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Country Profiles: Peru


Flag, map and facts courtesy of CIA World Factbook 2002

Background Ancient Peru was the seat of several prominent Andean civilizations, most notably that of the Incas whose empire was captured by the Spanish conquistadores in 1533. Peruvian independence was declared in 1821, and remaining Spanish forces defeated in 1824. After a dozen years of military rule, Peru returned to democratic leadership in 1980, but experienced economic problems and the growth of a violent insurgency. President Alberto Fujimori's election in 1990 ushered in a decade that saw a dramatic turnaround in the economy and significant progress in curtailing guerrilla activity. Nevertheless, the president's increasing reliance on authoritarian measures and an economic slump in the late 1990s generated mounting dissatisfaction with his regime. Fujimori won reelection to a third term in the spring of 2000, but international pressure and corruption scandals led to his ouster by Congress in November of that year. A caretaker government oversaw new elections in the spring of 2001, which ushered in Alejandro TOLEDO as the new head of government.
Location
Map of Peru
Western South America, bordering the South Pacific Ocean, between Chile and Ecuador
Area total: 1,285,220 sq km
water: 5,220 sq km
land: 1.28 million sq km
Area - comparative slightly smaller than Alaska
Climate varies from tropical in east to dry desert in west; temperate to frigid in Andes
Terrain western coastal plain (costa), high and rugged Andes in center (sierra), eastern lowland jungle of Amazon Basin (selva)
Elevation extremes lowest point: Pacific Ocean 0 m
highest point: Nevado Huascaran 6,768 m
Natural resources copper, silver, gold, petroleum, timber, fish, iron ore, coal, phosphate, potash, hydropower, natural gas
Land use arable land: 3%
permanent crops: 0%
other: 97% (1998 est.)
Natural hazards earthquakes, tsunamis, flooding, landslides, mild volcanic activity
Environment - current issues deforestation (some the result of illegal logging); overgrazing of the slopes of the costa and sierra leading to soil erosion; desertification; air pollution in Lima; pollution of rivers and coastal waters from municipal and mining wastes
Geography - note shares control of Lago Titicaca, world's highest navigable lake, with Bolivia; remote Lake McIntyre is the ultimate source of the Amazon River
Population 27,949,639 (July 2002 est.)
Age structure 0-14 years: 34% (male 4,820,892; female 4,671,205)
15-64 years: 61.1% (male 8,598,328; female 8,492,830)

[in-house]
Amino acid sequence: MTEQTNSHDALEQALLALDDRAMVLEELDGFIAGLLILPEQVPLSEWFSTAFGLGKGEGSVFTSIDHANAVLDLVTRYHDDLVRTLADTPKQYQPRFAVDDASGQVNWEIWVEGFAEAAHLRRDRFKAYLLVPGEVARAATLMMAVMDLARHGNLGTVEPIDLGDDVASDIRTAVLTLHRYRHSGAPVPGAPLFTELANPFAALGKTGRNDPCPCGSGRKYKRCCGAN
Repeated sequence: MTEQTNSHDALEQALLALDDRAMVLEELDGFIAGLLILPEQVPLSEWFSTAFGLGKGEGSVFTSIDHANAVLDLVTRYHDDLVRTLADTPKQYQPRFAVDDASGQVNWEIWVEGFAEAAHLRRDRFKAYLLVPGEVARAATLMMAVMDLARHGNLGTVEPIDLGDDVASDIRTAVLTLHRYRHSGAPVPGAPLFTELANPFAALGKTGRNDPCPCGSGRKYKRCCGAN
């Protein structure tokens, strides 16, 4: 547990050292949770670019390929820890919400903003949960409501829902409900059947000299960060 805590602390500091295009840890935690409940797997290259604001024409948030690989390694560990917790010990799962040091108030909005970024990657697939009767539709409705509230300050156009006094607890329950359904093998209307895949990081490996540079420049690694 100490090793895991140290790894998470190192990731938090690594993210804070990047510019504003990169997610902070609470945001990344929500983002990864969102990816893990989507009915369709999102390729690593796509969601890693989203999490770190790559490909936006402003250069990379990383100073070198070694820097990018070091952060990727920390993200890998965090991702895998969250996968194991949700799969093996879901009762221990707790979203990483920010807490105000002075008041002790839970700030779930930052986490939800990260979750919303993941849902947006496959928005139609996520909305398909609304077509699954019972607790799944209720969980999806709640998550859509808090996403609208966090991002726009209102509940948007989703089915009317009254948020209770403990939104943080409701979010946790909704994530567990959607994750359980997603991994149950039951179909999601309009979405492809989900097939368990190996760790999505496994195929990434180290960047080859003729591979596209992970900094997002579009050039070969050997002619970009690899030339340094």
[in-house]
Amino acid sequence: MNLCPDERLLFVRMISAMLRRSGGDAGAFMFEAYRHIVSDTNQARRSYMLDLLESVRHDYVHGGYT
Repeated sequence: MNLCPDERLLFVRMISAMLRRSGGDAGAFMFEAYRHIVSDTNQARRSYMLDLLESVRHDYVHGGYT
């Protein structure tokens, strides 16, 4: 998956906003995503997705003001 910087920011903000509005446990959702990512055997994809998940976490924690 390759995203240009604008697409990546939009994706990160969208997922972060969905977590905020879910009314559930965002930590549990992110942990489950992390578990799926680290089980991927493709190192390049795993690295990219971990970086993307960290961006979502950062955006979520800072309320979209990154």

65 years and over: 4.9% (male 627,601; female 738,783) (2002 est.) (2002 est.)
Population growth rate 1.66% (2002 est.)
Infant mortality rate 38.18 deaths/1,000 live births (2002 est.)
Life expectancy at birth total population: 70.59 years
female: 73.12 years (2002 est.)
male: 68.18 years
Ethnic groups Amerindian 45%, mestizo (mixed Amerindian and white) 37%, white 15%, black, Japanese, Chinese, and other 3%
Religions Roman Catholic 90%
Languages Spanish (official), Quechua (official), Aymara
Literacy definition: age 15 and over can read and write
total population: 88.3%
male: 94.5%
female: 83% (1995 est.)
Government type constitutional republic
Capital Lima
Independence 28 July 1821 (from Spain)
Legal system based on civil law system; has not accepted compulsory ICJ jurisdiction
Suffrage 18 years of age; universal
Flag description three equal, vertical bands of red (hoist side), white, and red with the coat of arms centered in the white band; the coat of arms features a shield bearing a vicuna, cinchona tree (the source of quinine), and a yellow cornucopia spilling out gold coins, all framed by a green wreath

Flag of Peru
Economy - overview Thanks to strong foreign investment and the cooperation between the government and the IMF and World Bank, growth was strong in 1994-97 and inflation was brought under control. In 1998, El Nino's impact on agriculture, the financial crisis in Asia, and instability in Brazilian markets undercut growth. And 1999 was another lean year for Peru, with the aftermath of El Nino and the Asian financial crisis working its way through the economy. Political instability resulting from the presidential election and Fujimori's subsequent departure from office limited growth in 2000. The downturn in the global economy further depressed growth in 2001. President Toledo, who assumed the presidency in July 2001, is working to reinvigorate the economy and reduce unemployment. Economic growth in 2002 is projected to be 3 to 3.5%.
GDP - per capita purchasing power parity - $4,800 (2001 est.)
Population below poverty line 50% (2000 est.)
Labor force 7.5 million (2000 est.)
Unemployment rate 9%; widespread underemployment (2001 est.)
Industries mining of metals, petroleum, fishing, textiles, clothing, food processing, cement, auto assembly, steel, shipbuilding, metal fabrication
Agriculture - products coffee, cotton, sugarcane, rice, wheat, potatoes, corn, plantains, coca; poultry, beef, dairy products, wool; fish
Exports - commodities fish and fish products, gold, copper, zinc, crude petroleum and byproducts, lead, coffee, sugar, cotton
Imports - commodities machinery, transport equipment, foodstuffs, petroleum, iron and steel, chemicals, pharmaceuticals

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